PA House, Senate Dem Policy Committees convene joint hearing on eviction sealing

Sealing eviction records would lead to protections for tenants, fair housing

WILKINSBURG, Feb. 15 – The Pennsylvania House and Senate Democratic Policy Committees teamed up for a joint hearing Thursday morning to gather testimony on the need for eviction sealing in Pennsylvania.

State Reps. Ismail Smith-Wade-El (D-Lancaster) and Abigail Salisbury (D-Allegheny) co-hosted the hearing with state Sens. Jay Costa (D-Allegheny), Katie Muth (D- Berks), Judy Schwank (D-Berks) and Nikil Saval (D-Philadelphia) at the Wilkinsburg Municipal Building in Allegheny County following a press conference on the same topic.

The hearing featured seven testifiers across three panels, who discussed the impact of evictions on Pennsylvania families, the importance of fair housing in our communities, and the legal implications of not sealing eviction records. In many cases, testifiers say, eviction filings follow a person around for years, regardless of whether they were convicted. This makes it extremely difficult to find housing in the future, creating situations where vulnerable people are left on the streets.

“An eviction can stay on a person’s record for years and ruin their chances of finding housing – even if the eviction was caused by domestic violence or other circumstances beyond their control, and even if they were found blameless or the case was dropped,” Salisbury said. “It’s a vicious cycle that perpetuates inequity, and it needs to end. In the months ahead, we’ll be working to pass our bill that would seal these records in cases like no-fault evictions.”

Since the beginning of the COVID-19 pandemic, more than 280,000 eviction cases have been filed in Pennsylvania. That’s according to Holly Beck, Divisional Supervising Attorney for Community Legal Services of Philadelphia. Beck said she’s represented many cases where tenants received an eviction filing for missing rent, even though documents show a payment was never missed. After being falsely accused and spending hours in court, tenants still carry those eviction filings with them. It’s a situation, Beck said, that’s impacting certain people more than others.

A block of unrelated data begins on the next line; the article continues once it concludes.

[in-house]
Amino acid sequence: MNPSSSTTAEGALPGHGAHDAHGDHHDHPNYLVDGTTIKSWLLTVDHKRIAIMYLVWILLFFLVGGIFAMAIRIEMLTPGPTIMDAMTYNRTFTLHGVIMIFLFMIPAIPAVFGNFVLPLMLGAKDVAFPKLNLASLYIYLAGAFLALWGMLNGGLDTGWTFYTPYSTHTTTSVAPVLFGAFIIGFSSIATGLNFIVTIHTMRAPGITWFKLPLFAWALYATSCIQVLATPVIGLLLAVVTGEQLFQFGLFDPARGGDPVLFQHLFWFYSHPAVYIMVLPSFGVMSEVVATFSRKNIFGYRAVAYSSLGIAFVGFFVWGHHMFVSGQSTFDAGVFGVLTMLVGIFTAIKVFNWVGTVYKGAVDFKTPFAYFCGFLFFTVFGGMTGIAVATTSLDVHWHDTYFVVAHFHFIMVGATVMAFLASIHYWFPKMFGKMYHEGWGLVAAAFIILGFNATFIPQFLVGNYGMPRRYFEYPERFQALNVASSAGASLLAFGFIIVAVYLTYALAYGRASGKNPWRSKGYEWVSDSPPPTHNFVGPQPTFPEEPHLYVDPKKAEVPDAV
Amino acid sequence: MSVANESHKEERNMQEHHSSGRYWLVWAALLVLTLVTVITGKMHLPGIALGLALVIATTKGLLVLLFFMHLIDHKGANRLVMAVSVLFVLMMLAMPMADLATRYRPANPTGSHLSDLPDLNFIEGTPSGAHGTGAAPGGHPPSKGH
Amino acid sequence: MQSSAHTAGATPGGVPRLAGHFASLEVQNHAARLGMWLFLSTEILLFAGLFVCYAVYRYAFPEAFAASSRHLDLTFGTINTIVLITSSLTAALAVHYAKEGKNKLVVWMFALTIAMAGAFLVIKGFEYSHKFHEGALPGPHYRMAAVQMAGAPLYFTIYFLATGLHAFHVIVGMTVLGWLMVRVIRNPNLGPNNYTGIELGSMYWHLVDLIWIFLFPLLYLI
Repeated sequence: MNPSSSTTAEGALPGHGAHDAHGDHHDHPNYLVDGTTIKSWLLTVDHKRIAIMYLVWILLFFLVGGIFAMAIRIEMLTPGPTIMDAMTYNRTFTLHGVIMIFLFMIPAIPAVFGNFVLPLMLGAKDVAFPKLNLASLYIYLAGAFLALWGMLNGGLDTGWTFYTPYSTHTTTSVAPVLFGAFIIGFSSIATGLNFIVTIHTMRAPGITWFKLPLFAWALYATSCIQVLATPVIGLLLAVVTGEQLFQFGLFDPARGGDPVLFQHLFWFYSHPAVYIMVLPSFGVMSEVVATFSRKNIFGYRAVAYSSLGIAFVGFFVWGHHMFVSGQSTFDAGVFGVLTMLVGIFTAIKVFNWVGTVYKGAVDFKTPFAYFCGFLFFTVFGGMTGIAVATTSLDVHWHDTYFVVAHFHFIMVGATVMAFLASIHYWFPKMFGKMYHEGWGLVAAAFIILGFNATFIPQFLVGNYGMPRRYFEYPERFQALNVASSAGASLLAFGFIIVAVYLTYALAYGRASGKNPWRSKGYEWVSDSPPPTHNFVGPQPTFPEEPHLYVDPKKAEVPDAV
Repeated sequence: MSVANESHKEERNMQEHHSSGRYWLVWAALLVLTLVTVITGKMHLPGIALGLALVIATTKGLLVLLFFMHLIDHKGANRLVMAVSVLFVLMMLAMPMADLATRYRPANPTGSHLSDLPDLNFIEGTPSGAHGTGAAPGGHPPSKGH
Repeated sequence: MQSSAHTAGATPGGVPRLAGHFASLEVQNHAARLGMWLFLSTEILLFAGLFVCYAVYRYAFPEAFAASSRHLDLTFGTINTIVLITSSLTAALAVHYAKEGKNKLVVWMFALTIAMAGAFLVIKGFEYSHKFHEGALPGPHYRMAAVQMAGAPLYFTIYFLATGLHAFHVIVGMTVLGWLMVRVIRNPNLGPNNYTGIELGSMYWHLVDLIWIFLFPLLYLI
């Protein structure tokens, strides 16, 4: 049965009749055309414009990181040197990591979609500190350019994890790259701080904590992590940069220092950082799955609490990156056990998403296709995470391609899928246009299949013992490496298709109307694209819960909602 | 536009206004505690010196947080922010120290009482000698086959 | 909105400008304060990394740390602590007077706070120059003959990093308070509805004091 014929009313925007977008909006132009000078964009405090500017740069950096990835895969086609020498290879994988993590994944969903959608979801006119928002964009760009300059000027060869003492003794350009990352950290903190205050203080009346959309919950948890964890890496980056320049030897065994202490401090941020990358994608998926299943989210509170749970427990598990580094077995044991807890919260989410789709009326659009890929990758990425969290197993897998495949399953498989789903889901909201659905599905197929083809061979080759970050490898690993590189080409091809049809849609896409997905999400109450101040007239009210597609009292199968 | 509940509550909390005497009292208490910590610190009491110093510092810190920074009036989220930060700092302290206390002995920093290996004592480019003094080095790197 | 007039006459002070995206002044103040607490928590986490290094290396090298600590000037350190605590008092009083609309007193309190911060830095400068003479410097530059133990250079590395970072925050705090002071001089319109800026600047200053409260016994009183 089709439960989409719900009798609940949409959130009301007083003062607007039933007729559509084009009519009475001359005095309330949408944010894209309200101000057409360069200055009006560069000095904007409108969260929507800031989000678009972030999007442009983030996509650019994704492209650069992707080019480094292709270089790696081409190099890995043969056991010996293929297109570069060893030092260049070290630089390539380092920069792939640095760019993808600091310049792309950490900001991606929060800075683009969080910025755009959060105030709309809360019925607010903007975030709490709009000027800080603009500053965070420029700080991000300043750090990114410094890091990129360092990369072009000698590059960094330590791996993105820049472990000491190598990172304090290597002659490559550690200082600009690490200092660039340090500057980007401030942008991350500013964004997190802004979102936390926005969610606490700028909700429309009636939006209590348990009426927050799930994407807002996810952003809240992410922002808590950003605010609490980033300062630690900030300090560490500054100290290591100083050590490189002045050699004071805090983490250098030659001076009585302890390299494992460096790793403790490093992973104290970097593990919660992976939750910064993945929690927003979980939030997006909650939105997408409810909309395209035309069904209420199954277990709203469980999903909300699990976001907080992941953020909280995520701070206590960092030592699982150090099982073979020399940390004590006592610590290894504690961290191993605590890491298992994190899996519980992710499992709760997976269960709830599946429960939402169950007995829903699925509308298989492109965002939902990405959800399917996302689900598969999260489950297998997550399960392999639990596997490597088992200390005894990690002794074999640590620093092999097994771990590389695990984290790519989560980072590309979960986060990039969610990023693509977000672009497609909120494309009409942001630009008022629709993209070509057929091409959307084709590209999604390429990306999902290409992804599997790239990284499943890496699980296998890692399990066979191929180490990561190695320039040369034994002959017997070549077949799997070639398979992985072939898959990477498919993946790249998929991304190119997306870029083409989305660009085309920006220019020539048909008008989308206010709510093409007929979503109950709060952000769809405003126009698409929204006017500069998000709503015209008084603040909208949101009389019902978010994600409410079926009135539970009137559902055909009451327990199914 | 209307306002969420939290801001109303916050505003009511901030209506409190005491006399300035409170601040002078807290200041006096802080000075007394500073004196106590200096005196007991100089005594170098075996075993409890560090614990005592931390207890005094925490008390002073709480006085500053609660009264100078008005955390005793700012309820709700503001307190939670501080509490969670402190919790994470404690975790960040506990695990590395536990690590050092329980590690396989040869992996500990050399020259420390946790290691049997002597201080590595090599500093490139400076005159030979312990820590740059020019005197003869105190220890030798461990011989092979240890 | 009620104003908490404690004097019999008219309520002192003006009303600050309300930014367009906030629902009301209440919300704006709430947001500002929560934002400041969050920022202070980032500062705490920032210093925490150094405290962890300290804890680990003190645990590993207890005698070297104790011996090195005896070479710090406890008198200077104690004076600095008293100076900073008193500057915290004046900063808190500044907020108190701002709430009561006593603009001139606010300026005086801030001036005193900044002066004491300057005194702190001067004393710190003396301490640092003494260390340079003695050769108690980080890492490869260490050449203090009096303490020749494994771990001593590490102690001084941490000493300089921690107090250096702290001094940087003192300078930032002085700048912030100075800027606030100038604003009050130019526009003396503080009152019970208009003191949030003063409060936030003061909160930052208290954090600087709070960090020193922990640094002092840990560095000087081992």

“Across Pennsylvania, landlords disproportionately file eviction cases against households of color, people with disabilities, and women. More than anyone else, the community that is filed most against everywhere is Black women raising small children,” said Beck.

Smith-Wade-El has been a staunch housing advocate since his election to the Pennsylvania House in 2022. In addition to co-hosting Thursday’s hearing on eviction sealing, he’s gearing up to introduce legislation on the topic. His proposal calls for a statewide eviction record sealing policy, preventing eviction records from haunting tenants for years and leading to more housing security.

“There are people in this commonwealth who are being denied housing because of evictions that never actually happened. We have created a system that’s hurting people we should be helping. That’s both bad and easy to fix,” said Smith-Wade-El. “Limiting access to eviction records would protect tenants from discrimination and help them secure long-term housing in the future. It’s a simple solution to a harmful situation.”

More information about Thursday’s joint House and Senate Democratic Policy Committee hearing can be found here.